David King, a South African businessman, is the owner of Ben Nevis, a company incorporated in the British Virgin Islands. Following various hearings and appeals, Ben Nevis was found liable to the Commissioner for the South Africa Revenue Service (SARS) for taxes of Rand 2.6bn (approximately £222m) for the 1998, 1999 and 2000 tax years. In March 2011 judgment was entered against Ben Nevis in South Africa for this sum.
SARS alleged that Mr King transferred Ben Nevis’ assets to Metlinka Trading Ltd when he learned of the tax investigations and £7.8m was credited to a London bank account in the name of Metlinka.
In 2002 the UK and South Africa signed a replacement double taxation convention. Article 27 prescribed the time at which the Convention was to enter force, which taxes were covered by the Convention and when the previous convention would cease to apply, and for most taxes in South Africa this was the tax year starting 1 January 2003.
On 13 October 2011 the 2002 Convention was amended by a protocol (the 2010 Protocol) which made provision for mutual assistance in the collection of all taxes by inserting a new Art 25A, and this substituted Art 25 shall have effect in respect of information requested or exchanged on or after the date of entry into force of the Protocol. A memorandum of understanding between HMRC and SARS detailed how Art 25A would be applied.
SARS then made a request of HMRC to assist in the collection of this tax debt. HMRC made a successful application without notice in 2012 for an order for permission to serve proceedings out of the jurisdiction and to freeze the bank account pending trial of the claims. Ben Nevis and Metlinka applied to set aside that order and to strike out the proceedings. The appellants sought to rely on expert evidence of the interpretation of the Convention and Protocol. On 20 July 2012 their application was dismissed.
The companies then appealed on two grounds:
- (1) The double taxation convention did not permit cross-border collection of tax debts due in respect of years of assessment commencing prior to the coming into force of the 2002 Convention. The new Art 25A must be read subject to Art 27 and therefore did not apply to tax years prior to 1 January 2003. Although Art 27 only refers to certain specified taxes it must be interpreted purposively to apply to all taxes. The memorandum of understanding was inadmissible as it was made by the tax authorities of the UK and South Africa rather than by the countries.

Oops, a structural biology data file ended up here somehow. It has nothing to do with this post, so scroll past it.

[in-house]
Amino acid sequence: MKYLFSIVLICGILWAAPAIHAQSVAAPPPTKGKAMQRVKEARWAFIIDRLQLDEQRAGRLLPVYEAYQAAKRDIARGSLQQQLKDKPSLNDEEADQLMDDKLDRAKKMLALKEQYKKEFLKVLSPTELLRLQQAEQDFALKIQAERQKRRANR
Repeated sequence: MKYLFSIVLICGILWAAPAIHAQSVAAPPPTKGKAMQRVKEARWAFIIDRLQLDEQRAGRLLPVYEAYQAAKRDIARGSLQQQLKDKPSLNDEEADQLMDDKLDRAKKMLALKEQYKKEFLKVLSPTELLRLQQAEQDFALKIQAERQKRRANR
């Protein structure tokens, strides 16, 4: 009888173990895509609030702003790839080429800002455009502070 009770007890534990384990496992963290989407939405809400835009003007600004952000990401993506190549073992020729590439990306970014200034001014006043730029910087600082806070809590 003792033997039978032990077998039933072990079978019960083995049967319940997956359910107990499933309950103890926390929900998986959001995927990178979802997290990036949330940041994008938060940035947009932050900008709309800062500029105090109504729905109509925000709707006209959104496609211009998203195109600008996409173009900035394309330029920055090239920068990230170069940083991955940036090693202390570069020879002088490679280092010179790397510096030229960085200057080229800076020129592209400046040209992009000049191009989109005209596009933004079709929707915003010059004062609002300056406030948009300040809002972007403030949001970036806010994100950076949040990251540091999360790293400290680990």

- (2) The Finance Act 2006, which implemented into domestic law international tax enforcement arrangements, did not apply to arrangements made before July 2006 and that legislation should not be retrospective.
- (1) The judge at first instance was right to reject expert evidence on the interpretation of the law – questions of interpretation are for the court.
- (2) Although South Africa is not a party to the Vienna Convention on the Law of Treaties it is still bound by the rules of interpretation set out in the Convention because they are rules of customary international law.
- (3) When the 2002 Convention was signed it was necessary to precisely define the scope of the agreement by reference to both the category of taxes and the time of accrual of liability to which they applied. This was because the Convention modified liability to taxation in both countries and was replacing an existing convention.
- (4) Article 25A has no bearing on liability to tax and is merely concerned with proceedings for enforcement. Therefore there was no need to define the years of accrual of liability.
- (5) Article 25A was an administrative provision and could be brought into effect immediately and so did not need to be linked to any tax year. Article 25A covers all taxes while Art 27 deals with certain specified taxes. Article 27 cannot be interpreted to cover all taxes as it would cause huge practical difficulties.
- (6) Ben Nevis’ liability to pay tax in South Africa has not been changed by Art 25A – there is no liability to tax in the UK but an ability to enforce the South African claim as if it were a UK claim. There is no unfairness in permitting the enforcement of pre-existing liabilities.
- (7) Obiter – the memorandum of understanding is admissible as it is an agreement relating to the Protocol and was made by the appropriate organs of the countries for this particular purpose. It is a concern that these memoranda are only available by making a Freedom of Information request and they should be in the public domain.
- (8) Obiter – the rules in relation to skeleton arguments were not followed by the appellants – they were too long and contained material not pursued in oral submission. If the appellants had succeeded in this appeal all of their costs of the skeleton arguments may have been disallowed. Any advocates due to appeal may wish to review their skeleton arguments, bearing in mind the costs sanctions available to the court.
Held (appeal dismissed):